King David Hotel: Palestinians not included

The King David is special to Jerusalem. Nick Kochan checked in and discovered it has some special arrangements, too
More people moving from Australia to New Zealand than in the other direction for first time in 24 years

End of the Aussie brain drain

More people moving from Australia to New Zealand than in the other direction for first time in 24 years
Meditation is touted as a cure for mental instability but can it actually be bad for you?

Can meditation be bad for you?

Researching a mass murder, Dr Miguel Farias discovered that, far from bringing inner peace, meditation can leave devotees in pieces
Eurovision 2015: Australians will be cheering on their first-ever entrant this Saturday

Australia's first-ever Eurovision entrant

Australia, a nation of kitsch-worshippers, has always loved the Eurovision Song Contest. Maggie Alderson says it'll fit in fine
Letterman's final Late Show: Laughter, but no tears, as David takes his bow after 33 years

Laughter, but no tears, as Letterman takes his bow after 33 years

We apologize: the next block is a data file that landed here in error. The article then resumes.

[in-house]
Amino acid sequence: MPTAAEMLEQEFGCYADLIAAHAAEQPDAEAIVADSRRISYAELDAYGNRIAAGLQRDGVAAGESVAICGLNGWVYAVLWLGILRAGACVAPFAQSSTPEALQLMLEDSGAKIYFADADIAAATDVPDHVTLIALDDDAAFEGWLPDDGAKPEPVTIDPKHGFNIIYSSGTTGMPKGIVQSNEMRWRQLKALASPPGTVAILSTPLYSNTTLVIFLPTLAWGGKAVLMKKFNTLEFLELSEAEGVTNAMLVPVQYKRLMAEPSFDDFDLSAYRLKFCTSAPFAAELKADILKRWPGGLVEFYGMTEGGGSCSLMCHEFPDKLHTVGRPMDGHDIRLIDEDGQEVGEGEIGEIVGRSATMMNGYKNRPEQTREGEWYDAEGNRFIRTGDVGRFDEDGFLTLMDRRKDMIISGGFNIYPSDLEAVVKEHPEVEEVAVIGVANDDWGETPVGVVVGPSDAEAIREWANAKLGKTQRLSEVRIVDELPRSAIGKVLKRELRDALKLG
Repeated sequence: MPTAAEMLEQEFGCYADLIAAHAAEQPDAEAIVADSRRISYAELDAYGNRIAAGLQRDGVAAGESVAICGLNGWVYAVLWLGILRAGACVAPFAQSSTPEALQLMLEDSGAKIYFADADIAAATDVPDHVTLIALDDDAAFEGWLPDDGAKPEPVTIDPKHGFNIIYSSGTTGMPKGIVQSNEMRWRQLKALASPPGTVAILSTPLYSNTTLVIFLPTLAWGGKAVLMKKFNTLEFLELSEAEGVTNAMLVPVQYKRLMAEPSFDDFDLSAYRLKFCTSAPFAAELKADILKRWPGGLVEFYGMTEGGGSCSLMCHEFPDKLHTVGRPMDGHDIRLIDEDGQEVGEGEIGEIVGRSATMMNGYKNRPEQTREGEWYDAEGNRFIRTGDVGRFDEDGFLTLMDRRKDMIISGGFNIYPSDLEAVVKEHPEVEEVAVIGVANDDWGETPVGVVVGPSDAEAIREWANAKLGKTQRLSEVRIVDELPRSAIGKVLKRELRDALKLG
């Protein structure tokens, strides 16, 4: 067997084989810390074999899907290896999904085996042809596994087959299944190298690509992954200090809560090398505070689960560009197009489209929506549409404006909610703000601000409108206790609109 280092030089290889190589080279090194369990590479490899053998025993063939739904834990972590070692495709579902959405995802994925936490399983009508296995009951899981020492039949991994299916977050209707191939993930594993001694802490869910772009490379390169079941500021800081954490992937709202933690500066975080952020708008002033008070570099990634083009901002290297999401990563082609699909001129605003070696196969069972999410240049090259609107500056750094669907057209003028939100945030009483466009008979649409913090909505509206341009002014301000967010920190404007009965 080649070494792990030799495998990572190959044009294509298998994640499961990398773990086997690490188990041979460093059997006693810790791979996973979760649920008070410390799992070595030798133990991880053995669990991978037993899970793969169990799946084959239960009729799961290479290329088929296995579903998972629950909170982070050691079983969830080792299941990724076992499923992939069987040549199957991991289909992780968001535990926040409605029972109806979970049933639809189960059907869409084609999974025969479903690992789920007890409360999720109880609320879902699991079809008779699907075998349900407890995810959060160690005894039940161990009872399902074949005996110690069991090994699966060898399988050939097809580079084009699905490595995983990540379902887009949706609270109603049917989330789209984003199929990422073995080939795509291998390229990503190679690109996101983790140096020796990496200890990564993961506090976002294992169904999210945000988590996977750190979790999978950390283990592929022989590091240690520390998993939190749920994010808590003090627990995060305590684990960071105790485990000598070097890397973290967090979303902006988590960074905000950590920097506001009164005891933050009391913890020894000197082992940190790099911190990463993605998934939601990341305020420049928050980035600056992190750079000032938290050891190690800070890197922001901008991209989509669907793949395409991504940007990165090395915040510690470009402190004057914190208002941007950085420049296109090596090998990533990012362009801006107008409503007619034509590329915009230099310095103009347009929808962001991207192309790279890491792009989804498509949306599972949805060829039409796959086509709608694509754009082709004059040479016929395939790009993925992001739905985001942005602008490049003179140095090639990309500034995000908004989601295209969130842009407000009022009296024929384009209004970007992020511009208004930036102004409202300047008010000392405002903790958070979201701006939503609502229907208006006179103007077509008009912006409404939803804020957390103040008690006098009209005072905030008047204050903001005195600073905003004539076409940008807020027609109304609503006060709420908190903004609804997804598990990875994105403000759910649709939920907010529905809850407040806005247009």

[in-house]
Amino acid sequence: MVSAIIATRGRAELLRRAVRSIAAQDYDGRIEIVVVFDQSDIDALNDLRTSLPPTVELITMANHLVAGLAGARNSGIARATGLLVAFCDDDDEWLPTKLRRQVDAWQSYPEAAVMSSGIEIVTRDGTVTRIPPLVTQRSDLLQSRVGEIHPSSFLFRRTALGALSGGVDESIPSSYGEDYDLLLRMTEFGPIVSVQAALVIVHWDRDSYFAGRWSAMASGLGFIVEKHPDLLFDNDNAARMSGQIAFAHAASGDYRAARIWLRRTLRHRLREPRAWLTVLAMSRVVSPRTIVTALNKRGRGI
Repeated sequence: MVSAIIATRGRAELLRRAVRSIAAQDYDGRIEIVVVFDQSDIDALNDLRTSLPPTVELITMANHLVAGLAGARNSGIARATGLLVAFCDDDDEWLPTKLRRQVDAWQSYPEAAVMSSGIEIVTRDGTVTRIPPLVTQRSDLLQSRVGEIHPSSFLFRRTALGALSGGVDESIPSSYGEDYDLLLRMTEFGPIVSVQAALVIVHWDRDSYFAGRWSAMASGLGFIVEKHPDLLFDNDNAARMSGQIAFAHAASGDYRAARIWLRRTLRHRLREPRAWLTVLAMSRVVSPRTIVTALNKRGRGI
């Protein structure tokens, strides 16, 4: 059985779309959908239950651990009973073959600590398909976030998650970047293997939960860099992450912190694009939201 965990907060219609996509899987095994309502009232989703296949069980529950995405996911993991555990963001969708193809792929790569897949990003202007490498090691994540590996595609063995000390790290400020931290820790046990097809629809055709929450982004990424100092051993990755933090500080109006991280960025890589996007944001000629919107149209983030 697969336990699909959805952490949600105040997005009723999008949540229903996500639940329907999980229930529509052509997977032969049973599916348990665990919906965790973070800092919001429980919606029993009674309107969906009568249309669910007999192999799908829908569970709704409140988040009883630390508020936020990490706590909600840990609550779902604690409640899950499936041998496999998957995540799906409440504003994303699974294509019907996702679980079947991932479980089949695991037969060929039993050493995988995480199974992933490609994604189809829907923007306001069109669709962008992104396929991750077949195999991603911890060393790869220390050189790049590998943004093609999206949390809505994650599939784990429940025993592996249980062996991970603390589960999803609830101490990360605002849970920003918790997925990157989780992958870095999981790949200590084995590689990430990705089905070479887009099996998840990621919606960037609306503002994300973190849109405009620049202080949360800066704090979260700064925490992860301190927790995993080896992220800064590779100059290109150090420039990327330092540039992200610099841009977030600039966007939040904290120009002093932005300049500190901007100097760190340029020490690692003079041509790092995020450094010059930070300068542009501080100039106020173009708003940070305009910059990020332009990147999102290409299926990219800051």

Veteran talkshow host steps down to plaudits from four presidents
Ivor Novello Awards 2015: Hozier wins with anti-Catholic song 'Take Me To Church' as John Whittingdale leads praise for Black Sabbath

Hozier's 'blasphemous' song takes Novello award

Singer joins Ed Sheeran and Clean Bandit in celebration of the best in British and Irish music
Tequila gold rush: The spirit has gone from a cheap shot to a multi-billion pound product

Join the tequila gold rush

The spirit has gone from a cheap shot to a multi-billion pound product
12 best statement wallpapers

12 best statement wallpapers

Make an impact and transform a room with a conversation-starting pattern
Paul Scholes column: Does David De Gea really want to leave Manchester United to fight it out for the No 1 spot at Real Madrid?

Paul Scholes column

Does David De Gea really want to leave Manchester United to fight it out for the No 1 spot at Real Madrid?